When it comes to character collection, Final Fantasy VI serves as a grand example of why less is more.
Last week when I wrote about Suikoden II, probably my biggest complaint was that the game, despite boasting an epic cast, didn’t leave me feeling like I’d encountered many great characters. Some of this might be that I just didn’t connect with the game the same way that others did. I’ll also admit that I could have missed a thing here and there during my playthrough. It’s a big game and it was my first time with it. Maybe when I get to a second run at some distant point in the future, I’ll notice a whole bunch of details I missed the first time and my opinion will completely change.
My current sense of it though, is that fully fleshing out every one of its 108 recruit-able characters wasn’t really one of the developers concern. Which is fine, of course. Suikoden II perhaps doesn’t do the best job of turning all of its characters into memorable individuals, but it uses them to give the player a tangible way to gauge their progress and the growth of their army. They actually almost reminded of the war assets in Mass Effect 3, in a way.
My problem is that deep down I’m personally not much of a collector. Story is often the biggest driving force for me in an RPG, and when a game includes a heavy collection element, it’s not uncommon for me to reach a point where I stop caring and simply want to push forward with the plot. Despite knowing that the best ending to Suikoden II requires the player to collect all 108 of its characters, I eventually got tired of tracking them down and resigned myself to a lesser ending. Even though the collectibles were people, I didn’t find them interesting enough to invest the full effort they demanded.
Which brings me to Final Fantasy VI.
While the bulk of that game is a purely linear JRPG fantasy romp, its ending section (the World of Ruin) involves a lengthy stretch where your main activity is finding and reconnecting with your lost party members. It’s not entirely the same as Suikoden II, but it’s also, in my opinion, a superior version of the same idea.
Its greatest strength is probably how limited it is. Final Fantasy VI‘s cast, excluding secret characters, only has 12 members as opposed to Suikoden II‘s 100-plus. I don’t think I should have to explain how it’s easier to craft memorable characters when you’re only dealing with a dozen rather than a hundred or more. The section where you’re tasked with tracking them all down is also somewhat small in the grand scheme of the game. You’ll play through a good 30 hours of story before you get there and, if you’re just looking to complete the plot, you could probably plow through it in another 10-15. It’s nowhere as large a component as character collection in the Suikoden games.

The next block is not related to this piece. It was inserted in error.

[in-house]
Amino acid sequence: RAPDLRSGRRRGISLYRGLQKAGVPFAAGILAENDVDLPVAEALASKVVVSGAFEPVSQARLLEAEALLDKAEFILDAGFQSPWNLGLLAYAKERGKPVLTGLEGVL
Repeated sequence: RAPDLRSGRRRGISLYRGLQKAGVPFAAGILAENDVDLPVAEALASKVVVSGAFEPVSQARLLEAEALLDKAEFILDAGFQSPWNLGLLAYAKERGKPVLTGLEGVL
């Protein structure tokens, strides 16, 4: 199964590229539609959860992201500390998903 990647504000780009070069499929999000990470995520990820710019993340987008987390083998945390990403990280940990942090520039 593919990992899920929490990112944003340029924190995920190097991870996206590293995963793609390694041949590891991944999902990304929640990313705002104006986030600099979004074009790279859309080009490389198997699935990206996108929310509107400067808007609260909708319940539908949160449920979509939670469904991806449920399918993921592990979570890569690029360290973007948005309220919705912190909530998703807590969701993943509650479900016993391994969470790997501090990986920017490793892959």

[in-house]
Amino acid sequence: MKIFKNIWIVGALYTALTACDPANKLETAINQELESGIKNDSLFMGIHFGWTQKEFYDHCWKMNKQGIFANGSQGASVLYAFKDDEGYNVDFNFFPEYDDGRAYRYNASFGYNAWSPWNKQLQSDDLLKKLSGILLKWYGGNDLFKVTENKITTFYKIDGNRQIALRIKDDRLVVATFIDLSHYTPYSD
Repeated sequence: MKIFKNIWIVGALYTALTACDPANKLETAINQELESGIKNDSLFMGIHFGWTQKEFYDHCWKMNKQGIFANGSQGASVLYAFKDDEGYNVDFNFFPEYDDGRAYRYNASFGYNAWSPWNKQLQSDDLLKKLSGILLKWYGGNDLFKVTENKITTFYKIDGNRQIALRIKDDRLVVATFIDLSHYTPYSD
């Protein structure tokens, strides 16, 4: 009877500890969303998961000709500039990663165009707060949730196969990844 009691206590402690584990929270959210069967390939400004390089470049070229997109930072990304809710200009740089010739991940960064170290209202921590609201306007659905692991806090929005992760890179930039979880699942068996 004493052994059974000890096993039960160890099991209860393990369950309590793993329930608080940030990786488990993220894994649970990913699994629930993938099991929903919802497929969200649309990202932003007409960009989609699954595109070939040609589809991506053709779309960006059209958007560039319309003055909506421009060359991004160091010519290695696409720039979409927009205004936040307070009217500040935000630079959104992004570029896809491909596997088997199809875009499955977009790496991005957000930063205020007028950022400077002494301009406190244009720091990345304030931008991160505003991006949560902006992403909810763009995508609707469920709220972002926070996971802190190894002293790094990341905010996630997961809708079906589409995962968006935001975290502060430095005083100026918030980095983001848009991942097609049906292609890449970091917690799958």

That being the case, I’d still posit that the collection experience in FFVI is much more meaningful than what other games accomplish. A lot of this, for me at least, stems from the fact that game’s plot is, more than anything, a mish-mash of character pieces. The story has a good hook, but it’s very much still a simple “plucky rebels vs. evil empire” tale. It uses this simplicity however, as a foundation to tell some of the best characters dramas in the entire JRPG genre. Cyan’s story of tragedy and loss never ceases to be heartbreaking. Shadow’s dream sequence back story gets me every time. And the relationship between Celes and Locke? Even today I’d put it up as one of the most beautifully subtle romances video game’s have ever produced.
What I especially love, in turn, is how it connects character collection to the advancement of the cast’s personal plots. When you reach the World of Ruin, it’s perfectly possible to head into the final dungeon and take on the game’s big bad without finding everyone. After spending dozens of hours with these characters though, you’ll likely be too invested in their trials and tribulations to leave anyone behind. I’ve personally completed Final Fantasy VI five (or is it six?) times and I’ve been willing to finish the game without first retrieving all of my pixilated friends. Add in the fact that finding them opens new side quests connected to their stories and you’re given some excellent reasons to put in the work and track all of your allies down.
In the end why, the reason I think I didn’t connect with Suikoden II on a similar level is that it never triggered that same sense of incentive in me. Despite its best efforts, very few of the characters exhibit personalities or stories anywhere near as interesting as its 16-bit genre predecessor. Being a story driven gamer, the rewards it offered me for recruiting its army of characters weren’t as enticing as simply progressing the plot. In the end, it just felt too much like a numbers game to me. “If you collect this many characters we’ll give you this cool thing!” Some might like that, but the sort of collection I’m interested is the kind that feels like its own reward.
There are other games, of course, that use character recruitment to similar effect. The Fire Emblem games, overall, strike a really solid balance between having a larger cast and having good characters. Other recent titles like Mass Effect 2 also do a fantastic job of coupling character collection with interesting plot. For me though, Final Fantasy VI will always be the great classic exemplar for me. Granted, it’s also my favorite video game, so I might be a bit biased. That said, I can’t think of another title that does a better job of making you fall in love with its cast before throwing them to the wind and telling you to go fetch.
Next week we’re going to tackle some of more of the newly Star Wars games with Marshall Lemon’s review of Star Wars: Galactic Battlegrounds!